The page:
BHS engineering and robotics students had a visit recently from a haptics and robotics expert who also happens to be a Bexley alum: Dr. Netta Gurari, BHS class of 2000. Dr. Gurari, who was in town to participate in the Bex Talks lecture series at Bexley Public Library, dropped in at BHS to speak to Mr. Cummins’ engineering class. She stayed after school to meet with the robotics team as well.
engineering. She studies haptics, the science of touch. Her research is focused on bringing function to those who have lost their sense of touch due to birth defects or stroke.
During her talk, she asked a student to identify small objects while blindfolded. “This is actually a very complex task,” she said, pointing out that identifying something as simple as a pen involves sensing its texture, weight, shape, hardness, and temperature.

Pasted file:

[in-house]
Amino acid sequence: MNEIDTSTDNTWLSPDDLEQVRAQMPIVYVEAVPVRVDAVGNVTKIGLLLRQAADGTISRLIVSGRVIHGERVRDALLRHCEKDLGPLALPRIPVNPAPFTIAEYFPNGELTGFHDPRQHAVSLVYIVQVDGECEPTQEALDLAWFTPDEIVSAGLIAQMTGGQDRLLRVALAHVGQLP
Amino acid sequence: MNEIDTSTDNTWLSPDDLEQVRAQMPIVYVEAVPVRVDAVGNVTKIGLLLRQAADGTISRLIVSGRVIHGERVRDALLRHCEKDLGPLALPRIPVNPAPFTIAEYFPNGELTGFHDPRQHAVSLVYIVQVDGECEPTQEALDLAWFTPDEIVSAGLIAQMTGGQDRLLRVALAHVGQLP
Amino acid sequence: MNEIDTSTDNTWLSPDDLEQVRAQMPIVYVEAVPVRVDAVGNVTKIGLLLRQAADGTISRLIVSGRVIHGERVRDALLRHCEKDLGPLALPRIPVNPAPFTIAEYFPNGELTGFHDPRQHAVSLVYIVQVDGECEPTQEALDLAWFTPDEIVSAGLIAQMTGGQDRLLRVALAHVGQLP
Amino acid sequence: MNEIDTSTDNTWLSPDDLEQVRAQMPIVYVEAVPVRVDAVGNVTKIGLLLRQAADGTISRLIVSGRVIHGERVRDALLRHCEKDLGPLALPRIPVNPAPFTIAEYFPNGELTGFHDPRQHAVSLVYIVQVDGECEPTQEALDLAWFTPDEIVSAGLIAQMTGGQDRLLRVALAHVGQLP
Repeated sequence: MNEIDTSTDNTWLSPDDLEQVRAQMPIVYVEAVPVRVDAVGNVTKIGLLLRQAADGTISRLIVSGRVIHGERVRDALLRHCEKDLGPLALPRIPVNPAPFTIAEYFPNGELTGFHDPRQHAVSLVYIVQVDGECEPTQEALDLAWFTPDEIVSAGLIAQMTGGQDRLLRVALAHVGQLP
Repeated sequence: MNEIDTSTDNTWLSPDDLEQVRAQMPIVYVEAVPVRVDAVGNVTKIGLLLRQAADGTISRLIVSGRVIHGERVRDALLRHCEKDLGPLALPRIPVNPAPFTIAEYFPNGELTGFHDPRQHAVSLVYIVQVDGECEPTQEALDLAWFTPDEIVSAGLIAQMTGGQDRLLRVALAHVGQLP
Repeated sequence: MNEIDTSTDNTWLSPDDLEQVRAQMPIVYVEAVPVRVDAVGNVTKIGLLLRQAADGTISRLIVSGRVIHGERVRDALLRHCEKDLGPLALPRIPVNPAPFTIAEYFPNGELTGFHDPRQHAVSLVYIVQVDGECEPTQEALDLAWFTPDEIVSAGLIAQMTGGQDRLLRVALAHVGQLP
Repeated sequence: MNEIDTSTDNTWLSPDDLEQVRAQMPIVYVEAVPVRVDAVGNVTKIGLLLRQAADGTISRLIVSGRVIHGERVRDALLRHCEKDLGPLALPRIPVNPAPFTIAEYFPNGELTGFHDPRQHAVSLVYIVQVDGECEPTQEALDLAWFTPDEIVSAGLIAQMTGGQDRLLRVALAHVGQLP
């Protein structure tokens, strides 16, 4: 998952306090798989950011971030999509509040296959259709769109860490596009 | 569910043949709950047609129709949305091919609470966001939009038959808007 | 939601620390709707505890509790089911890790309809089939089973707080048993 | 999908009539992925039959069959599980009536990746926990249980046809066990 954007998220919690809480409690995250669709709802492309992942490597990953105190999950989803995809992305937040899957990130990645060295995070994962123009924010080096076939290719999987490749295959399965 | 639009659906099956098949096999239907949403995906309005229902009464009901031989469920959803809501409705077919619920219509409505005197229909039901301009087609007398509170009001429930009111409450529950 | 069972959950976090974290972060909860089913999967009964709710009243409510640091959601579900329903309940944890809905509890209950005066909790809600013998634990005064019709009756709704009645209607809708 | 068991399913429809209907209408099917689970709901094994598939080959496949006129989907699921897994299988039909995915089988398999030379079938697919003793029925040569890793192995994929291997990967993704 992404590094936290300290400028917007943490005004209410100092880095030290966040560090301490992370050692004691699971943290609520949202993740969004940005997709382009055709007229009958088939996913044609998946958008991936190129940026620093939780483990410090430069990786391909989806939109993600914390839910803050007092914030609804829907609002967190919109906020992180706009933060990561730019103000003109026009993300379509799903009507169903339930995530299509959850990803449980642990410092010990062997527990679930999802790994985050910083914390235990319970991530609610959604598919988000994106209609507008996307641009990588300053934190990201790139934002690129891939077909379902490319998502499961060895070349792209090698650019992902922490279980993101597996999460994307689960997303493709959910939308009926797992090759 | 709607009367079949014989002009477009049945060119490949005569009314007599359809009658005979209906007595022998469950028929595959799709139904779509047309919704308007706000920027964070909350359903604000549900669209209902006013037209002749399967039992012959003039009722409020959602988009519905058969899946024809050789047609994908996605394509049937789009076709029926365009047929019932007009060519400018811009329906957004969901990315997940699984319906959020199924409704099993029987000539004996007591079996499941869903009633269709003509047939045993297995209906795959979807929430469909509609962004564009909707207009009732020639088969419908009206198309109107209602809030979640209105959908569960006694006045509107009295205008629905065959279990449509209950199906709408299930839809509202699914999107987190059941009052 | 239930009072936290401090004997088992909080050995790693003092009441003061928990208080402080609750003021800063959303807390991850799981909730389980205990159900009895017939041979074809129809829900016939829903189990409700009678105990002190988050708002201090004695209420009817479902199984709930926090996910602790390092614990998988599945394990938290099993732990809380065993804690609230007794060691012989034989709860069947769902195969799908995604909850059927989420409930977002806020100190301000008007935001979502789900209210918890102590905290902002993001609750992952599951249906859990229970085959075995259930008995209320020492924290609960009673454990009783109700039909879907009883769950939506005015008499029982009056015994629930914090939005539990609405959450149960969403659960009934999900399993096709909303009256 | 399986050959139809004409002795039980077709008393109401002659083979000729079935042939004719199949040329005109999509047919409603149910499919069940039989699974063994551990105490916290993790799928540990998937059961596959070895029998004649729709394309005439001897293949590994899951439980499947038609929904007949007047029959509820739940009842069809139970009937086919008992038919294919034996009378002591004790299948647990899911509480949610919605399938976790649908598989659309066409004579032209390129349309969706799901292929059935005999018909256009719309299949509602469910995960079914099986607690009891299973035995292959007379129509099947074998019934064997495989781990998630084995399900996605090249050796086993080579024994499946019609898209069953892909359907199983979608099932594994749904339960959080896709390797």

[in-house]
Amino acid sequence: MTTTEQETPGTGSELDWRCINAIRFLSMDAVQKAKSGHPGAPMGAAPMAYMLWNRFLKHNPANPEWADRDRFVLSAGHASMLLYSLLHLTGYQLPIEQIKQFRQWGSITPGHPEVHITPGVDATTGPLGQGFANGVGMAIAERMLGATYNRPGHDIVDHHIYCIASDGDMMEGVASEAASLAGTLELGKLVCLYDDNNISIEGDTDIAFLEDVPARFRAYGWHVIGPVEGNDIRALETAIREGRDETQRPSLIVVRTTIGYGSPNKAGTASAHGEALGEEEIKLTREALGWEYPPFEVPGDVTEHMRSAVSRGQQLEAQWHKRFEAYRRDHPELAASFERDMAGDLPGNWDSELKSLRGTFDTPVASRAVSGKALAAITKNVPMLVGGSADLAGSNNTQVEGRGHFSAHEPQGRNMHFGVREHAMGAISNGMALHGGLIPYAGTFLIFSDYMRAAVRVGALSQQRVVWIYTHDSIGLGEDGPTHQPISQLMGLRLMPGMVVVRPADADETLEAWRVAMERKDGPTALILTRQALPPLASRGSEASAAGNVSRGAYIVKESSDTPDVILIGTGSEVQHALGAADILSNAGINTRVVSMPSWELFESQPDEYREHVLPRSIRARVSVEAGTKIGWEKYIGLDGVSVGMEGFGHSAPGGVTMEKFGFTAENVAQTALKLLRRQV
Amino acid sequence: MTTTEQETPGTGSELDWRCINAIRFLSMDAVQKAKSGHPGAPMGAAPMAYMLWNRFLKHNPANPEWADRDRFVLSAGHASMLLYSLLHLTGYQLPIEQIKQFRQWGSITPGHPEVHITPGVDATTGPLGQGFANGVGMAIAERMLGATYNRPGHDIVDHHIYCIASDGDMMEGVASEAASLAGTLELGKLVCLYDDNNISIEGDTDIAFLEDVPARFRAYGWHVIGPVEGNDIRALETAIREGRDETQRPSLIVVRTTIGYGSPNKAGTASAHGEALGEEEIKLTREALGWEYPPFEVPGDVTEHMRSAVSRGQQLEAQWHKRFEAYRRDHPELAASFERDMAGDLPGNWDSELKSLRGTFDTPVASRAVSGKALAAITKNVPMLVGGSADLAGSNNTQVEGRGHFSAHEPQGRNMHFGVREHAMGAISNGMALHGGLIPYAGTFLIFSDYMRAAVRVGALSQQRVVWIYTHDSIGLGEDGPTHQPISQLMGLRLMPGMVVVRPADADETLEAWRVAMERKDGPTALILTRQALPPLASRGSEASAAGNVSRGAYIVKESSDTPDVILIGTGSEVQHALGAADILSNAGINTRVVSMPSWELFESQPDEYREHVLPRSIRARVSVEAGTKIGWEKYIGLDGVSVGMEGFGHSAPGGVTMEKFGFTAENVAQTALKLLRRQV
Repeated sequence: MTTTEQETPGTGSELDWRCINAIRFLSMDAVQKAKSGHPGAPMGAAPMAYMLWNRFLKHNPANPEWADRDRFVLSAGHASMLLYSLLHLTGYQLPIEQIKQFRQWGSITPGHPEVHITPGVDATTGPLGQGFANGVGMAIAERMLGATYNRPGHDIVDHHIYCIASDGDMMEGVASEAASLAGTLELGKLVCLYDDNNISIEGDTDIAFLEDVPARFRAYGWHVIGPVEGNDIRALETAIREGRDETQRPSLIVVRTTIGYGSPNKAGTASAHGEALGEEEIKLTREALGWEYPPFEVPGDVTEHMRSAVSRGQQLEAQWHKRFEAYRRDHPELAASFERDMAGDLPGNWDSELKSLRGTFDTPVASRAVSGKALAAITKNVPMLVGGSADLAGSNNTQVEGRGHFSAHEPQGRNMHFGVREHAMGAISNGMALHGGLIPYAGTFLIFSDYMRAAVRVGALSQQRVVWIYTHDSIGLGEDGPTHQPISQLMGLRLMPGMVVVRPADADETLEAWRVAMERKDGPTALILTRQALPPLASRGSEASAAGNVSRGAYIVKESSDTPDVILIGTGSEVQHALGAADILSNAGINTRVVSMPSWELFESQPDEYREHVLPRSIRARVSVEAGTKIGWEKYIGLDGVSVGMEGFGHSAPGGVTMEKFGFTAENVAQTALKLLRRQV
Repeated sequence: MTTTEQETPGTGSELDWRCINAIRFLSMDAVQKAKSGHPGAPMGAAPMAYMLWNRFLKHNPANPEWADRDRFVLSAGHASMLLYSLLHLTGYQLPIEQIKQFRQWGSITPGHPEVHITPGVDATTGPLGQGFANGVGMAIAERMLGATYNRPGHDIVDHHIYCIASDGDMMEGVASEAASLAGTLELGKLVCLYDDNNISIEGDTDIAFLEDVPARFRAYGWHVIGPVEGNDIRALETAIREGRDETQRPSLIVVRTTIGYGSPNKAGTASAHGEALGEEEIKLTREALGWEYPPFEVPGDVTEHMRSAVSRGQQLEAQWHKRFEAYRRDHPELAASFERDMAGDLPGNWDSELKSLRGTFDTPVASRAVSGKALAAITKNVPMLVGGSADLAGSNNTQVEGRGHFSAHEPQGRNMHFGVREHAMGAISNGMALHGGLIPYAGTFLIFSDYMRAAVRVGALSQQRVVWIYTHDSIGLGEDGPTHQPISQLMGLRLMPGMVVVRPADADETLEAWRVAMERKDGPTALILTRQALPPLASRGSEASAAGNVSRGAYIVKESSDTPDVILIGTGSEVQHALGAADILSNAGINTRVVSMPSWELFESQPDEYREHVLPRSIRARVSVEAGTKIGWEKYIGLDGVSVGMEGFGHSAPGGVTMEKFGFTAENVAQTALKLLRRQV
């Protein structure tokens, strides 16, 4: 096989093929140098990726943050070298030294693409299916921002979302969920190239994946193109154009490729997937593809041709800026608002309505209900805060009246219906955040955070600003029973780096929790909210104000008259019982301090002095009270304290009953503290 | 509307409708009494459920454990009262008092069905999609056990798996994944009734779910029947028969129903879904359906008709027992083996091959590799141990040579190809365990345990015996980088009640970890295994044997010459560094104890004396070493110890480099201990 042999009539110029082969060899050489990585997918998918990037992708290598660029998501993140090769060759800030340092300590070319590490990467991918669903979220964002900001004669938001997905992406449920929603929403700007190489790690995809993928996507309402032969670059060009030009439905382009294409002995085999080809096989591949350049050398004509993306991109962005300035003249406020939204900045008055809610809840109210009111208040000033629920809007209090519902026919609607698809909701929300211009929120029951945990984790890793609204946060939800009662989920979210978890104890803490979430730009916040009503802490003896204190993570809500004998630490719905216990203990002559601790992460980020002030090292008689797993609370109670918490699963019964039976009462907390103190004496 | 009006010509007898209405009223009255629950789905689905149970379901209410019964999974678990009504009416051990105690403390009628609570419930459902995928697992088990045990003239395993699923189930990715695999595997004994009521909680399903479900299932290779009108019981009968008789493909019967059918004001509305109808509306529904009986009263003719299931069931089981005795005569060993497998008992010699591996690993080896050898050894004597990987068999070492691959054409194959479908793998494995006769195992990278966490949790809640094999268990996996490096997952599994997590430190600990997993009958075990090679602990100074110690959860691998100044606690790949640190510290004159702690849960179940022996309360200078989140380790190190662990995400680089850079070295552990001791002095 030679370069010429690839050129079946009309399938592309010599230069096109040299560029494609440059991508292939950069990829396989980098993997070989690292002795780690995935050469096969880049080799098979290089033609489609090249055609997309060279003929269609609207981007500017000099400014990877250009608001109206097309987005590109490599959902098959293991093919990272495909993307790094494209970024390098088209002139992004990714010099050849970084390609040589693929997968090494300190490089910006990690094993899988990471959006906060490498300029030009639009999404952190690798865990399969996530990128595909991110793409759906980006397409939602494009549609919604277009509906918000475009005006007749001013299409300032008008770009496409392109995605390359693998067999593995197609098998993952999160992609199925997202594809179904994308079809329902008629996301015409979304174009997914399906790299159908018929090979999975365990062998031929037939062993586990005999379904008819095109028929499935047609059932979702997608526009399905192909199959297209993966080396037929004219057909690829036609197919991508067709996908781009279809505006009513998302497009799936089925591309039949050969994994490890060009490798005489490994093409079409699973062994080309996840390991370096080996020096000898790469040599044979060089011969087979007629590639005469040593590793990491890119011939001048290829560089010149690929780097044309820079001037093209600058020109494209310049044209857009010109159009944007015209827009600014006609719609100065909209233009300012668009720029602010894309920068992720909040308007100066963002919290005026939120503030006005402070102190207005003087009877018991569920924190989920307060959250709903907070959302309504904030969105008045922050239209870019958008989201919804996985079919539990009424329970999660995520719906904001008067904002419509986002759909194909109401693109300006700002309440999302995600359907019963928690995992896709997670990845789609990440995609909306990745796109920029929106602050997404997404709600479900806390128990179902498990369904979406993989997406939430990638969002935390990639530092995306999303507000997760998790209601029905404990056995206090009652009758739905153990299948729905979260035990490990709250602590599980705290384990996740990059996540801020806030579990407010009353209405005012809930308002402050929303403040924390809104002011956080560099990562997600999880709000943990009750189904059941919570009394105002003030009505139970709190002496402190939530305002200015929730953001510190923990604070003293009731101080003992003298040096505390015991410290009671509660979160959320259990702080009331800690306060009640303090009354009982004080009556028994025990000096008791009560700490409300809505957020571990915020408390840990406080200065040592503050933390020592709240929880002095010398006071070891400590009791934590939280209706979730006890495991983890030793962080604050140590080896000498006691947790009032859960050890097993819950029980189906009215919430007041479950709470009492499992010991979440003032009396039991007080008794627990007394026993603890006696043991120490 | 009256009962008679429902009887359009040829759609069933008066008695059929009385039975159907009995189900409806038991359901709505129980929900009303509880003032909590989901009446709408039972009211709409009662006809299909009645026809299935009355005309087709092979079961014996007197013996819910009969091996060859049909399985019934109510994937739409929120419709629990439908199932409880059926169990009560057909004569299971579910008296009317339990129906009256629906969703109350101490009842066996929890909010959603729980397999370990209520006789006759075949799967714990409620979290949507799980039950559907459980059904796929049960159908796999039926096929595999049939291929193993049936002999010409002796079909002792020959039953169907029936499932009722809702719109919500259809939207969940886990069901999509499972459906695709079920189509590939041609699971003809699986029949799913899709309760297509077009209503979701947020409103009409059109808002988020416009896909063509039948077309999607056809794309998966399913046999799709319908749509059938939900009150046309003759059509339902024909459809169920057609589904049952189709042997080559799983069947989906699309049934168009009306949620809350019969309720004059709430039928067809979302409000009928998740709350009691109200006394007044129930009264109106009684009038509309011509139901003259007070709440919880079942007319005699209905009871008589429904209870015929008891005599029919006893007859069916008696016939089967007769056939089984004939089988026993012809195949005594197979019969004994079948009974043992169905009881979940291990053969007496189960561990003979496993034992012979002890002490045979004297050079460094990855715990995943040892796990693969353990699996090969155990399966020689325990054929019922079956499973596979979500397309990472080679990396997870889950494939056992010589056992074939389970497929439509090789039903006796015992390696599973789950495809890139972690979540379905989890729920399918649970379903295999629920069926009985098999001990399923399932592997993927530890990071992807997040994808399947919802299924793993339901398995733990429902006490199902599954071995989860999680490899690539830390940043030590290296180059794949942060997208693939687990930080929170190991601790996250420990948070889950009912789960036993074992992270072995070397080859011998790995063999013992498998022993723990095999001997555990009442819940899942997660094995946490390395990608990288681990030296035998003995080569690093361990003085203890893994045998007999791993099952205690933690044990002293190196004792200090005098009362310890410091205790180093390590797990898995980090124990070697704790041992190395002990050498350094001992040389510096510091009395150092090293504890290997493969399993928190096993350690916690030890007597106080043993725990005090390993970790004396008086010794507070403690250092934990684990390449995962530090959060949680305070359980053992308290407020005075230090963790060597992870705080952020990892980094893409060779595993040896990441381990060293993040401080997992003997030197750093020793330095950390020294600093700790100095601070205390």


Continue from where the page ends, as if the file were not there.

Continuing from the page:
Dr. Gurari aims, through her research, to improve the quality of life of people with limited or non-existent sense of touch or poor control of movement, whether they wear a prosthetic limb or their sense has deteriorated. “As humans, we can do remarkable things. As robots, we have a long way to go.” Her presentation, however, showed that we have also made significant progress.